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Esperanto and Minority Languages
 

Esperanto and Minority Languages

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    Esperanto and Minority Languages Esperanto and Minority Languages Presentation Transcript

    • Esperanto and minority languages Challenges and opportunities Federico Gobbo University of Turin, Italy federico.gobbo@unito.it 1 of 26 $ BY: C CC University of Liverpool, UK October 17, 2013
    • What is a minority language?
    • European Charter for Regional or Minority Languages The definition: languages traditionally used within a given territory of a state by nationals of that state who form a group numerically smaller than the rest of the state’s population; they are different from the official language(s) of that state, and they include neither dialects of the official language(s) of the state nor the languages of migrants. (ECRML, Art. 1 – Definitions) Let us consider some consequences. 3 of 26
    • Only a matter of number of (native) speakers? Wikipedia, our repository of common-sense knowledge, states that “a minority language is a language spoken by a minority of the population of a territor”. This is a half-truth. The problem of the (false) equivalence ‘minority languages = lesser-used languages’: where is the border of lesser-usage? 100,000 native speakers? 10,000? 1,000? We need to re-engineer the concept of minority languages. 4 of 26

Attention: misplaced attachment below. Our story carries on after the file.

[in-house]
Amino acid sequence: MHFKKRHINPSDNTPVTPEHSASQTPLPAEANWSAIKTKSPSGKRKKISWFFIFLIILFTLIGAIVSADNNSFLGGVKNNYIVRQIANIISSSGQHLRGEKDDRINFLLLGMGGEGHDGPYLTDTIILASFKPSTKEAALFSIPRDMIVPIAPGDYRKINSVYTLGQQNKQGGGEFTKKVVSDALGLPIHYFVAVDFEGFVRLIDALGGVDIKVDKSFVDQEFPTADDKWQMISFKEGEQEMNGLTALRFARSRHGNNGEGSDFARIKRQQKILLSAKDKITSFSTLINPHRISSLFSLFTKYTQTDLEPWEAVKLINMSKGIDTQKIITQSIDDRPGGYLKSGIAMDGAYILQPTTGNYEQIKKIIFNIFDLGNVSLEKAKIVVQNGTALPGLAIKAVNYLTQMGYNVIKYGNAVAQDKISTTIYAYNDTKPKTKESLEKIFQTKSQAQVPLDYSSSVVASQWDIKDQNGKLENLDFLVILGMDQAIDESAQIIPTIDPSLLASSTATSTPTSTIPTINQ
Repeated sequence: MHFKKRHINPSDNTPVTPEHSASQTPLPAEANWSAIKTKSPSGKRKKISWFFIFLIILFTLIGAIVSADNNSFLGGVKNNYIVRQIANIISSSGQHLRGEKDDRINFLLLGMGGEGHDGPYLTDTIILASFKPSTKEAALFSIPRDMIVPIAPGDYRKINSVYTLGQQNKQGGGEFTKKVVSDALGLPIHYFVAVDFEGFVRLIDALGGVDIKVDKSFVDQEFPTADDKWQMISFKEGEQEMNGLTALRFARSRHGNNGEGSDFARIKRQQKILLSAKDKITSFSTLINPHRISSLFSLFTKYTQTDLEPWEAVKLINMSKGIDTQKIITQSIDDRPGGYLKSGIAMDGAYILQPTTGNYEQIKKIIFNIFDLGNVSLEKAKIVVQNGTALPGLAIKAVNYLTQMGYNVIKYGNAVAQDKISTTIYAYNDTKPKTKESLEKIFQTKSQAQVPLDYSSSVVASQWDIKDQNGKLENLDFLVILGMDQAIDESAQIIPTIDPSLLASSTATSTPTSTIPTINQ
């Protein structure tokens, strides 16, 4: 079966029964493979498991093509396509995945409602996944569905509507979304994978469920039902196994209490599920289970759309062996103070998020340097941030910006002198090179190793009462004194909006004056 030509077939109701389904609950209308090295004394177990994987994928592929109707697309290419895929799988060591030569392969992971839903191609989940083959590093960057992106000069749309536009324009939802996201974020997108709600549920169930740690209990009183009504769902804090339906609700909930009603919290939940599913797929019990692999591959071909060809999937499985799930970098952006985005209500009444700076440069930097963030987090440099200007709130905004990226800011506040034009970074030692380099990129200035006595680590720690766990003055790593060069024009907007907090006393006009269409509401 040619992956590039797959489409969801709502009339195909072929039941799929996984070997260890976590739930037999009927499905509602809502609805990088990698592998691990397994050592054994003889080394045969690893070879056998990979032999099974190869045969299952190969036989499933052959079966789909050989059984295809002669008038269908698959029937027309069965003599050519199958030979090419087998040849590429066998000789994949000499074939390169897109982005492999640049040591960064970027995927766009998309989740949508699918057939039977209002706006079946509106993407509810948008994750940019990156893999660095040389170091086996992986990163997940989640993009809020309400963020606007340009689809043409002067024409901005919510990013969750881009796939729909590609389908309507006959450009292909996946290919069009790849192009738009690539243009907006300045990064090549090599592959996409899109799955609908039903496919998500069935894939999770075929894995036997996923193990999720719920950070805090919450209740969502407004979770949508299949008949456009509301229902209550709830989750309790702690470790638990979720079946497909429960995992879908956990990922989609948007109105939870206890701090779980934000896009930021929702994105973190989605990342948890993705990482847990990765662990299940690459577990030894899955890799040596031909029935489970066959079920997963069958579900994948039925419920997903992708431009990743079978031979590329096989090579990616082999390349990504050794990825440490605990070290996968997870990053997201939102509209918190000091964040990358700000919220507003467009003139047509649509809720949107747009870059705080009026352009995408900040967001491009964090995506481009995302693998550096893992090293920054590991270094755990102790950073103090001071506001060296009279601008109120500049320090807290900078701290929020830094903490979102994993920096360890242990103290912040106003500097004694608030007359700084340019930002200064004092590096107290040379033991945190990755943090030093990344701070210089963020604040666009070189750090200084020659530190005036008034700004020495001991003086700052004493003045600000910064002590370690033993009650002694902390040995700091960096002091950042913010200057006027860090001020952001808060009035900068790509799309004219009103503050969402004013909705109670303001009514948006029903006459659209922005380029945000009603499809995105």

• Italy, a multilingual nation-state (look only to colours!)
    • A taxonomy of minority languages Let’s take Italy as the reference territory for further analysis. Edwards [1] introduced a taxonomy of minority languages, where: local-only minority languages are for example German, French, Slovene (they are national language elsewhere); 6 of 26
    • A taxonomy of minority languages Let’s take Italy as the reference territory for further analysis. Edwards [1] introduced a taxonomy of minority languages, where: local-only minority languages are for example German, French, Slovene (they are national language elsewhere); unique minority languages are for example Piedmontese, Venetian (settled only in Italy only in a minority status); 6 of 26
    • A taxonomy of minority languages Let’s take Italy as the reference territory for further analysis. Edwards [1] introduced a taxonomy of minority languages, where: local-only minority languages are for example German, French, Slovene (they are national language elsewhere); unique minority languages are for example Piedmontese, Venetian (settled only in Italy only in a minority status); non-unique minority languages: an example is Catalan (present in more than one state but never at a national level); 6 of 26
    • The paradox of South Tyrol in Italy From a state perspective German is a minority language, from the provincial perspective it is not – paraphrasing Edwards [1].